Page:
back to article VMware vs German kernel dev: Filings flung in Linux-lifting lawsuit

Software Freedom Conservancy has spat out a “high level” update on the GPL enforcement case it is backing against VMware, ahead of an expected first hearing next year. SFC said that VMware had filed its defence against the suit brought by German kernel developer Christoph Hellwig back in March, which alleges VMware's …

  1. Alan Brown Silver badge

    Break out the popcorn

    Every single case which has hit german courts has found in favour of the GPL. I don't see it being any different this time.

    It's notable that VMware are trying a slightly different tactic than the thoroughly discredited "Open source == Public domain == non copyrightable" defences that various outfits have tried in the past, but the fact remains that if they didn't write the code in question, they get to use it in ways the author authorises, or not at all.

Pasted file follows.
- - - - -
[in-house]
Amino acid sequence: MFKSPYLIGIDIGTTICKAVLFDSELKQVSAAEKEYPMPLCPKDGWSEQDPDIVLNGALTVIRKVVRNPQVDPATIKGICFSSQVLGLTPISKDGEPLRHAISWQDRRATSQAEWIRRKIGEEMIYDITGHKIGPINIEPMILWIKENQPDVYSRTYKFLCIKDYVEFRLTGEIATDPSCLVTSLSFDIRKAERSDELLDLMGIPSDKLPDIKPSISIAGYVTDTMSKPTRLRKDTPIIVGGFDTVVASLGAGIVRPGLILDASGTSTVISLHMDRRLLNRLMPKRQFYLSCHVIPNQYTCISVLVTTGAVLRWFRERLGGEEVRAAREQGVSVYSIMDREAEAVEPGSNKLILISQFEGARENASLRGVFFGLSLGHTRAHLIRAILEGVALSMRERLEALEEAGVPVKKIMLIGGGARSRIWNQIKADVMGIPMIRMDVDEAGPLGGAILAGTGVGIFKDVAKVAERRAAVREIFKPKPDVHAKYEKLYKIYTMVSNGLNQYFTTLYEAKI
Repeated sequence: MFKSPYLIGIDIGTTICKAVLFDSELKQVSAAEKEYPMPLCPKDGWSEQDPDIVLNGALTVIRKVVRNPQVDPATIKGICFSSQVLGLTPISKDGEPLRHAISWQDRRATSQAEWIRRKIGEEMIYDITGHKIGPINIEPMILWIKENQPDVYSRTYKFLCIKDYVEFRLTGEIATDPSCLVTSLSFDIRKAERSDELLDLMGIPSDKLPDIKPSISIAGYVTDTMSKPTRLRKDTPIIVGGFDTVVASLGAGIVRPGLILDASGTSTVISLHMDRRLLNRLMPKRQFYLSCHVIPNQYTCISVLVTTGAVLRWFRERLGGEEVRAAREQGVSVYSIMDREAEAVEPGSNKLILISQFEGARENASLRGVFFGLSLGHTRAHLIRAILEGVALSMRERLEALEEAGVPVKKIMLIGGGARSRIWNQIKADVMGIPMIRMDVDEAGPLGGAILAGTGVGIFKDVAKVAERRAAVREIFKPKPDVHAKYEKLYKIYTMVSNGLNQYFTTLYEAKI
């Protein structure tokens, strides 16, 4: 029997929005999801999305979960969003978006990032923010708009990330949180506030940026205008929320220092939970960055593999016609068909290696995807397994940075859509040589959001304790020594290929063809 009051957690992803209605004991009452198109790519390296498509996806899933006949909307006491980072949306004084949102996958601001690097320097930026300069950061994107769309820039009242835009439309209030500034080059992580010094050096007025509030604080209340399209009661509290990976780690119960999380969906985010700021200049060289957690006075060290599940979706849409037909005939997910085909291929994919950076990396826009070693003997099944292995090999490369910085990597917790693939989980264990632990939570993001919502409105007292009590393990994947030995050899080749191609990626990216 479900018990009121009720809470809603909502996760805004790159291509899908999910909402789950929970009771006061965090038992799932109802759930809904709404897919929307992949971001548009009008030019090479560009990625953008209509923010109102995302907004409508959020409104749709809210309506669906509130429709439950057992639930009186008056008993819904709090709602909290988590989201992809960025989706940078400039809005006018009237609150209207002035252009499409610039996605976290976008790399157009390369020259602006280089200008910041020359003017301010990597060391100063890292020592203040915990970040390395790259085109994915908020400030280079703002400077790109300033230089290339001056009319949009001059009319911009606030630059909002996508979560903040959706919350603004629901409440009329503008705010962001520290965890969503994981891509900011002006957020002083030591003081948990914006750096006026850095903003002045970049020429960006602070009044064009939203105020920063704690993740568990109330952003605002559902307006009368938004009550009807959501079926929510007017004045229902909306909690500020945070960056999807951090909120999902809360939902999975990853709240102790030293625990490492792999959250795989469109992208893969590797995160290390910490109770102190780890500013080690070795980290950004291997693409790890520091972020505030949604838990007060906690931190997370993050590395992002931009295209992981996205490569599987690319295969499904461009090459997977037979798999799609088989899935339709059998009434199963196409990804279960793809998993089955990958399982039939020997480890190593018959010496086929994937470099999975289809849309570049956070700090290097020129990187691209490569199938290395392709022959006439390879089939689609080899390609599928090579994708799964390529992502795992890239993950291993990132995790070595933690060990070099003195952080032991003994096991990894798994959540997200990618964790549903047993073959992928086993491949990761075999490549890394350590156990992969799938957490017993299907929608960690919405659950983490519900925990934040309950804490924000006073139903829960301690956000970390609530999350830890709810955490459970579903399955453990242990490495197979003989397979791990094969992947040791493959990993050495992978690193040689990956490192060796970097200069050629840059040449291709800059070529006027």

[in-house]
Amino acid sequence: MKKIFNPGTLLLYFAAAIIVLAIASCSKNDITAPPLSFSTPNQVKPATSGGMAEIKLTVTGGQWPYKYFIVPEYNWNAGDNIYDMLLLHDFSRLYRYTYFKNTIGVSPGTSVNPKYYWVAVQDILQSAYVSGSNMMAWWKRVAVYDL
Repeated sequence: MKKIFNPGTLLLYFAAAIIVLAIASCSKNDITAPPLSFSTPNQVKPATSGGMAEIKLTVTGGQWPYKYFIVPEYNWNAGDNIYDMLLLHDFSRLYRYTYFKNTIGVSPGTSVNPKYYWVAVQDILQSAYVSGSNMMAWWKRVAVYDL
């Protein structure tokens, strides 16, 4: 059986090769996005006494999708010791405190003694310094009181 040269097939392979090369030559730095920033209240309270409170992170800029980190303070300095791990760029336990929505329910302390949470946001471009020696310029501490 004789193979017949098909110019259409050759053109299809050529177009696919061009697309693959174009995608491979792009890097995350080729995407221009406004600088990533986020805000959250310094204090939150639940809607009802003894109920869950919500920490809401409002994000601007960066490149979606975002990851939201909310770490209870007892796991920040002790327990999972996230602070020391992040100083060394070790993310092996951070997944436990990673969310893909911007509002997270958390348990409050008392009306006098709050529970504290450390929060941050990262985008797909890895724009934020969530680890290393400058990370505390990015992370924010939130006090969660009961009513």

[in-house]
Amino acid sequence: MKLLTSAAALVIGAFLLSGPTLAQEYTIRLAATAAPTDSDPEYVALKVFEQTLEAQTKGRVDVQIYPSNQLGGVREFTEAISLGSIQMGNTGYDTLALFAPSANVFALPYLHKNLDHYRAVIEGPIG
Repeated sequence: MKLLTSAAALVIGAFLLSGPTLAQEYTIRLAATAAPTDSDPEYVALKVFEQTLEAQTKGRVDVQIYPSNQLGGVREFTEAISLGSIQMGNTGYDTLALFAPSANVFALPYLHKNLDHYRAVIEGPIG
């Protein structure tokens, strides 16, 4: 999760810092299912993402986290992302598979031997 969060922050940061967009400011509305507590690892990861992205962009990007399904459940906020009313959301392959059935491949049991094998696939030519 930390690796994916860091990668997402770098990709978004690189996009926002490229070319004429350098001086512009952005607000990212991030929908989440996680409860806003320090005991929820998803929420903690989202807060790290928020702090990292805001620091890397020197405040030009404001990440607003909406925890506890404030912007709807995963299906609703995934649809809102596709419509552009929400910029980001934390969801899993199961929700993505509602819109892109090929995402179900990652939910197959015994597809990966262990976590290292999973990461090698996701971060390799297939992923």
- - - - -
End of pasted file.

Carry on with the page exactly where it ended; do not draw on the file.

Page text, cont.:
German judges are not stupid, even if VMWare seems to think they are.

    1. Yet Another Anonymous coward Silver badge

      Re: Break out the popcorn

      It is going to be a lot less entertaining having the case heard by a judge that understands the facts

    2. Anonymous Coward
      Anonymous Coward

      Re: Break out the popcorn & Stifle Innovation

      @Alan Brown are you seriously saying that the author gets to say how a piece of copyrighted material is used?

      If so, that's like saying that Joseph Heller could tell libraries that they can only lend his book to sane people.

      Author's have a right to be compensated for their works, but they can't dictate use, and they can't stifle innovation just because they don't like it.

      1. whiz

        Re: Break out the popcorn & Stifle Innovation